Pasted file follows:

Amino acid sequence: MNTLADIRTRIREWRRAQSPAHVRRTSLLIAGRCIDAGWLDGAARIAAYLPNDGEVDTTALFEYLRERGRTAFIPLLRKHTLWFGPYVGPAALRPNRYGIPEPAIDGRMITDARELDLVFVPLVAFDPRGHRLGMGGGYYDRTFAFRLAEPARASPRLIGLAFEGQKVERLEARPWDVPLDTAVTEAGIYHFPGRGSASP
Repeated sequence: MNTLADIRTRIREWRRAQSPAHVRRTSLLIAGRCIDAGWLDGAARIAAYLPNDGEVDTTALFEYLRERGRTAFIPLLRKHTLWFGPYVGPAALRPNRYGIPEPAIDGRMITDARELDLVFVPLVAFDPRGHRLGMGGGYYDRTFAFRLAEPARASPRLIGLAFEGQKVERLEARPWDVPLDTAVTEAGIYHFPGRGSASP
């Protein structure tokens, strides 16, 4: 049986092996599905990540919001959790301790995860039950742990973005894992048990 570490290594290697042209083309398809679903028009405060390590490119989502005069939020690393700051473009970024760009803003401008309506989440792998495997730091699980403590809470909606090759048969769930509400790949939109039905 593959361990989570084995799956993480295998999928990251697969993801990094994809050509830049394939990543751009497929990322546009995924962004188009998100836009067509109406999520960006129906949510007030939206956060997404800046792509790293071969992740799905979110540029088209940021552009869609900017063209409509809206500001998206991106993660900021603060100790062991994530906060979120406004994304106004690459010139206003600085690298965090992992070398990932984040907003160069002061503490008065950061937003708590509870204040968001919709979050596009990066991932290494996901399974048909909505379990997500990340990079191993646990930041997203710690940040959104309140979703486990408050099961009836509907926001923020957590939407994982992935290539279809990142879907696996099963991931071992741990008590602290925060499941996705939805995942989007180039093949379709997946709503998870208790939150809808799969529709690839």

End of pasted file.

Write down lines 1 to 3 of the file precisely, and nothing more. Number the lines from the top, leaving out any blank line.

Amino acid sequence: MNTLADIRTRIREWRRAQSPAHVRRTSLLIAGRCIDAGWLDGAARIAAYLPNDGEVDTTALFEYLRERGRTAFIPLLRKHTLWFGPYVGPAALRPNRYGIPEPAIDGRMITDARELDLVFVPLVAFDPRGHRLGMGGGYYDRTFAFRLAEPARASPRLIGLAFEGQKVERLEARPWDVPLDTAVTEAGIYHFPGRGSASP
Repeated sequence: MNTLADIRTRIREWRRAQSPAHVRRTSLLIAGRCIDAGWLDGAARIAAYLPNDGEVDTTALFEYLRERGRTAFIPLLRKHTLWFGPYVGPAALRPNRYGIPEPAIDGRMITDARELDLVFVPLVAFDPRGHRLGMGGGYYDRTFAFRLAEPARASPRLIGLAFEGQKVERLEARPWDVPLDTAVTEAGIYHFPGRGSASP
């Protein structure tokens, strides 16, 4: 049986092996599905990540919001959790301790995860039950742990973005894992048990 570490290594290697042209083309398809679903028009405060390590490119989502005069939020690393700051473009970024760009803003401008309506989440792998495997730091699980403590809470909606090759048969769930509400790949939109039905 593959361990989570084995799956993480295998999928990251697969993801990094994809050509830049394939990543751009497929990322546009995924962004188009998100836009067509109406999520960006129906949510007030939206956060997404800046792509790293071969992740799905979110540029088209940021552009869609900017063209409509809206500001998206991106993660900021603060100790062991994530906060979120406004994304106004690459010139206003600085690298965090992992070398990932984040907003160069002061503490008065950061937003708590509870204040968001919709979050596009990066991932290494996901399974048909909505379990997500990340990079191993646990930041997203710690940040959104309140979703486990408050099961009836509907926001923020957590939407994982992935290539279809990142879907696996099963991931071992741990008590602290925060499941996705939805995942989007180039093949379709997946709503998870208790939150809808799969529709690839």